Over the past few decades, programming has emerged as one of the most desirable skills globally. And the roles that require the skill set have become some of the most competitive and sought-out positions.
Unlike many other competitive career paths, the financial and academic barrier to entry for programming is low. You don’t have to get a four-year degree in computer science or engineering to be a practitioner. You can “simply” self-study, participate in open source, or join a coding boot camp.
Yet, for many aspiring techies across Africa, this entry fee is still too high.
Skipping the desktop computing era, most Africans access the internet via a mobile device. But traditionally, coding is taught and practiced on a desktop or laptop. This makes it challenging for many aspiring developers to start their programming journey and hone their skillset.
RunTech, a Johannesburg-based non-profit, has found an alternative way to teach aspiring developers how to code. Participants in its program learn how to code on their mobile devices.
Founded in 2019, RunTech teaches kids from Grade 1 to Grade 9 of all genders and academic backgrounds the foundation of coding in preparation for the Fourth Industrial Revolution (4IR). In their program, students learn software (HTML, CSS, Angular, JAVA, C#, Python, and Database) and hardware (Robotics).
I spoke with Dimakatso Mohapi, founder of RunTech, about the journey that led her to create RunTech, how they’re increasing access to coding training, and her advice to other women in tech.
Meet Dimakatso Mohapi
My name is Dimakatso Mohapi, and I’m a data analyst at Vodacom on the predictive team. My tech career began as a software developer intern at Omnia Fertilizer. Next, I moved to Vodacom as a radio planning and optimization intern and then transitioned to my current role as a data analyst.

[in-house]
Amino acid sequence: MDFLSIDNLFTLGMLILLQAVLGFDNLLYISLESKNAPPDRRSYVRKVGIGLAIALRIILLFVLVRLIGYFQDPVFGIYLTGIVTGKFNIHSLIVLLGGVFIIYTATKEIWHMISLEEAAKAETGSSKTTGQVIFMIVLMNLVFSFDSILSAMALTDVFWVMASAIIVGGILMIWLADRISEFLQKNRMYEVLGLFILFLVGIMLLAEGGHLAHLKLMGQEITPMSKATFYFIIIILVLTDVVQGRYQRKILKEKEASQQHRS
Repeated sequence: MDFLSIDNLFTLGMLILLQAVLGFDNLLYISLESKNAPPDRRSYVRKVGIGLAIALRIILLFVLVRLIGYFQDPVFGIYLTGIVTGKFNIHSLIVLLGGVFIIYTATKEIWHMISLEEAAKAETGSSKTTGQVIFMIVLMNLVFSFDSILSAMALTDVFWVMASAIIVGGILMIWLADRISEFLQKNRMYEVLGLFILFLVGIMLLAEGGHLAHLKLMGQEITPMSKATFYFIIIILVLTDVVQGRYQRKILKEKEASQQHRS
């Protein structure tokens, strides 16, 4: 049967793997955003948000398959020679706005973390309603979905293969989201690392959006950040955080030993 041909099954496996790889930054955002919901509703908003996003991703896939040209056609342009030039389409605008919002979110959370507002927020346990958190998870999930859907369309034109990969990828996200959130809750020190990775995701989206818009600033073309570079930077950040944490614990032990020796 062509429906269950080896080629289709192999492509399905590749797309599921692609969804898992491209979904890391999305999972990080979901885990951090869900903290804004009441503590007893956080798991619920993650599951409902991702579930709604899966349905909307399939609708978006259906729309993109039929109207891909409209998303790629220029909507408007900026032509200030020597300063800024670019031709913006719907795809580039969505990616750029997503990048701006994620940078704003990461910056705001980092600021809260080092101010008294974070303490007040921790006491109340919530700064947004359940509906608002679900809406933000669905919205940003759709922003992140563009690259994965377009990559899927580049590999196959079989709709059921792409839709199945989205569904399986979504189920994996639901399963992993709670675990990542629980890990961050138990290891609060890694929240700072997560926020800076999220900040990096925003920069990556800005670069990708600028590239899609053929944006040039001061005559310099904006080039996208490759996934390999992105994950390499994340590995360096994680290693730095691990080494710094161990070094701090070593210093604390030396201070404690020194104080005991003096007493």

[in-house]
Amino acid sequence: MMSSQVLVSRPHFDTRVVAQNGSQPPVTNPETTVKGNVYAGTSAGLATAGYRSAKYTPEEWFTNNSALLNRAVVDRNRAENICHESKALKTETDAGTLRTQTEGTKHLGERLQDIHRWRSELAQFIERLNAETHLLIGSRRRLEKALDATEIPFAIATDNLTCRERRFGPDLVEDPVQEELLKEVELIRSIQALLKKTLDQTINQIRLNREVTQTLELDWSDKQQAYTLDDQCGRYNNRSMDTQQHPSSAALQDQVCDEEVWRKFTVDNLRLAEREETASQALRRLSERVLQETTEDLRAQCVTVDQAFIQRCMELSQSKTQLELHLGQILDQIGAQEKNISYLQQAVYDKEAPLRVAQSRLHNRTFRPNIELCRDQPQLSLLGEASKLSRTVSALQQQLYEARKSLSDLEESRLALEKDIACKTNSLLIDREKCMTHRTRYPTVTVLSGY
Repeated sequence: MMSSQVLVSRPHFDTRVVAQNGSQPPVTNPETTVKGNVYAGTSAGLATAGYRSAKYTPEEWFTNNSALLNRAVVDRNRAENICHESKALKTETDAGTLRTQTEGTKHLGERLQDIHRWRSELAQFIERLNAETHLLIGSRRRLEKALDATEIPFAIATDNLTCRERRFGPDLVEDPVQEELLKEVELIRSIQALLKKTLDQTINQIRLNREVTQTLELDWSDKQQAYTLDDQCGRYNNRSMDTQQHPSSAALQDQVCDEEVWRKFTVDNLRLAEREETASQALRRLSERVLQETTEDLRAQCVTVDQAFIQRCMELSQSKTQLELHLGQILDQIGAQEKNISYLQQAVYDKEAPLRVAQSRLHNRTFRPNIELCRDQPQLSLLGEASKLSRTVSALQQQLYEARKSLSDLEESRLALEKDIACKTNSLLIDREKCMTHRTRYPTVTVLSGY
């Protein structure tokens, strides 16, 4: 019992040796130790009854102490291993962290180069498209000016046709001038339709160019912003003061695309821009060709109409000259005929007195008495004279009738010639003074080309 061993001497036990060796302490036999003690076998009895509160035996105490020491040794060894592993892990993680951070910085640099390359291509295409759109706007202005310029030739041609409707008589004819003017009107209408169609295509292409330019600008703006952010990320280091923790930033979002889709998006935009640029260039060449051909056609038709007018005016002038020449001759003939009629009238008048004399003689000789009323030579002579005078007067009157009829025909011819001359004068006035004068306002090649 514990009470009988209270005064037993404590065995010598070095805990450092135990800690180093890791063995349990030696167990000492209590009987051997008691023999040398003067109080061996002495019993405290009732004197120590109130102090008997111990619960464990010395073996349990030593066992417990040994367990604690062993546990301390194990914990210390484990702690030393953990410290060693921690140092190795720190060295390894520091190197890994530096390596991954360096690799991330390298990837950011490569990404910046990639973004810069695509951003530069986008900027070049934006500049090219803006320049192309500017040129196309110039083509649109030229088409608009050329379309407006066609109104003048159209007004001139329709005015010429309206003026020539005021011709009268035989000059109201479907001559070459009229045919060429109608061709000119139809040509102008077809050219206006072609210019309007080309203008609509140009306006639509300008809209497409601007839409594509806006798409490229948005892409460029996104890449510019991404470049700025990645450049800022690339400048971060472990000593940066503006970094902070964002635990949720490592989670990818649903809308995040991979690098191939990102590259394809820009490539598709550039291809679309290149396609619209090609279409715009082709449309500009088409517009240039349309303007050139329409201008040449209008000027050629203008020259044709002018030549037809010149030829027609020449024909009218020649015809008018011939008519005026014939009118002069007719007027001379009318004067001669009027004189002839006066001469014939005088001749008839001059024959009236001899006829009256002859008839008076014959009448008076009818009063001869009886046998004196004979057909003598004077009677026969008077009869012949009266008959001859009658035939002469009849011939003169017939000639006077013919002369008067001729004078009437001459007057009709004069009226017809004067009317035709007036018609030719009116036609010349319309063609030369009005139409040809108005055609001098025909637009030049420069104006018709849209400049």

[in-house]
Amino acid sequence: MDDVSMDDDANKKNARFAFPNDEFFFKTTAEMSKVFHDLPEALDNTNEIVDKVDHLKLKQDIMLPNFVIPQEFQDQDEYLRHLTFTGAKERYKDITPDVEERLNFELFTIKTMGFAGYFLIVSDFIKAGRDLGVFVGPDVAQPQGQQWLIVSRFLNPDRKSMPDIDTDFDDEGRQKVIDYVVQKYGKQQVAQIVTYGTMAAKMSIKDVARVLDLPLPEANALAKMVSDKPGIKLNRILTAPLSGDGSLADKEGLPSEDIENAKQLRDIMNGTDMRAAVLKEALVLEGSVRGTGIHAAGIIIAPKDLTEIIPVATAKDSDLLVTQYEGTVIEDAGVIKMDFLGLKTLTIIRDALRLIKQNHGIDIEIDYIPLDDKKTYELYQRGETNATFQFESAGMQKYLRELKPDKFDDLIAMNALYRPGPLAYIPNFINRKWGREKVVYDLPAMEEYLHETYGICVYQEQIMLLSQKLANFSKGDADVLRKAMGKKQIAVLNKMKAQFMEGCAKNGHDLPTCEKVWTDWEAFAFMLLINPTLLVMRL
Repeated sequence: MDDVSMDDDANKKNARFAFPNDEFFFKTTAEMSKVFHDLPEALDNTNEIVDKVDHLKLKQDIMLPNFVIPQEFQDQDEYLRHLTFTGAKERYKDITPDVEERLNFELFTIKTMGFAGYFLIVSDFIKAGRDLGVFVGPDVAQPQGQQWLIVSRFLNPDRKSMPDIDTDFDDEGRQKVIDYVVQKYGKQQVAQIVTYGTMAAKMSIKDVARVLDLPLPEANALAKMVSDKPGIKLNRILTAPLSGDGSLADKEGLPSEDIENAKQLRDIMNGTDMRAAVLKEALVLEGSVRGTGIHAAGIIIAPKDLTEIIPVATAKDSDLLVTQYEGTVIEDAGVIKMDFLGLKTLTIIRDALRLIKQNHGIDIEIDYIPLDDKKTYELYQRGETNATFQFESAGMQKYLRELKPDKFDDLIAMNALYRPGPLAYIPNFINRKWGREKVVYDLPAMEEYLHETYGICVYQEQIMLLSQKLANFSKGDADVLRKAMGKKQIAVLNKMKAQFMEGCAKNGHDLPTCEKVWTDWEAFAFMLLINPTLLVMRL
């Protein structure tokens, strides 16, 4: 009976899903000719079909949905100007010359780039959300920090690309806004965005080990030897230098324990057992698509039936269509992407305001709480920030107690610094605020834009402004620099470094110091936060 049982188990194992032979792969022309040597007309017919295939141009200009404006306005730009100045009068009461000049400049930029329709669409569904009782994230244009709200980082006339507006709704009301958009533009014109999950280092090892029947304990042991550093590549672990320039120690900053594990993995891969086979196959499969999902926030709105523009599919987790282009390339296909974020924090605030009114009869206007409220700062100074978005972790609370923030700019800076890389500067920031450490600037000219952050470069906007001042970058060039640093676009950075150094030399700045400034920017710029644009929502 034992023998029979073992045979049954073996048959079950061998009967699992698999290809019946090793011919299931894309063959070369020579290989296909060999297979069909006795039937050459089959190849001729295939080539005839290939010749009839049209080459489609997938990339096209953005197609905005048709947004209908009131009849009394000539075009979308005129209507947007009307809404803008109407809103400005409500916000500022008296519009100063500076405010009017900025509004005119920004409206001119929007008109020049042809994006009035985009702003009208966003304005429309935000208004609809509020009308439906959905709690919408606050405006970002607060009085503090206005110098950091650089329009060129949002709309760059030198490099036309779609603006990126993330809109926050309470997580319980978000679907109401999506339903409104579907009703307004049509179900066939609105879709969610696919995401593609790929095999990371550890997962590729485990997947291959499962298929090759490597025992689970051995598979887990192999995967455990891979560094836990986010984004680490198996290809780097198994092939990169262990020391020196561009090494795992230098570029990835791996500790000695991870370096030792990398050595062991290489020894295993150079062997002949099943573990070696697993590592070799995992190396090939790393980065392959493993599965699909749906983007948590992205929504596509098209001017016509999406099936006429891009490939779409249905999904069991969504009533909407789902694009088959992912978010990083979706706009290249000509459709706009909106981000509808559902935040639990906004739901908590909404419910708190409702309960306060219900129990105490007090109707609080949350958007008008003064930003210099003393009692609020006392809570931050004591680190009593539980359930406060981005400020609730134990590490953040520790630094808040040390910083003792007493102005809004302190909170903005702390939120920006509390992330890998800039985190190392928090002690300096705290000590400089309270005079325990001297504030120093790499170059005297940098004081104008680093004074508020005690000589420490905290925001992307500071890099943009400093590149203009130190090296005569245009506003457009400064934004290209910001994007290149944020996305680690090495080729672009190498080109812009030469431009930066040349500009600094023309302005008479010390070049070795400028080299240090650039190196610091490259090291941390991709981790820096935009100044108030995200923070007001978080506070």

I have a passion for IT and the various specialties, programming, data science, and data analysis. Unfortunately, it’s not best practice to try and do everything at once, so I’m focusing on data science.
I’m also the co-founder of RunTech, a program that teaches kids from Grade 1 to Grade 9 how to code. My passion for teaching started with tutoring math and science during my time at University. Then, I had the privilege of being a facilitator for Vodacom’s program code like a girl, where I taught close to 70 students a week.
I enjoyed working for code like a girl, but what concerned me and what ultimately inspired RunTech, was its focus on top performers. I couldn’t help but think about the children who could not participate because they didn’t meet their academic standard.
RunTech has three other core team members: Koketso Imogiant Malope, a java developer at Vitality, Makhosazana Benedicta Nzimande, a software engineer at Standard Bank South Africa, and Thato Louw, mathematics facilitator at Engineering Technical Academy. We have worked together for the past two years and what’s kept us is our big dreams for RunTech and desire to help people.
At RunTech, we also teach math and science. If a student is not competent in these subjects, it’s a high chance that they will not do well in programming. So our aim is to have every child in RunTech in good standings in these three subjects. That way, by the time they get to matric (final year of high school), whatever area of IT they want to pursue, whether it’s computer science or data science, they can enter it and contribute innovative ideas.
We’re currently serving in an area of Joburg called Orange Farma, and it’s open to everyone in the community. We believe that if someone desires to learn how to program, there shouldn’t be any other qualification. Also, in the next five years, computer science and coding will be the most relevant career, and we need more people with the skillset.
Challenges you’ve faced building RunTech?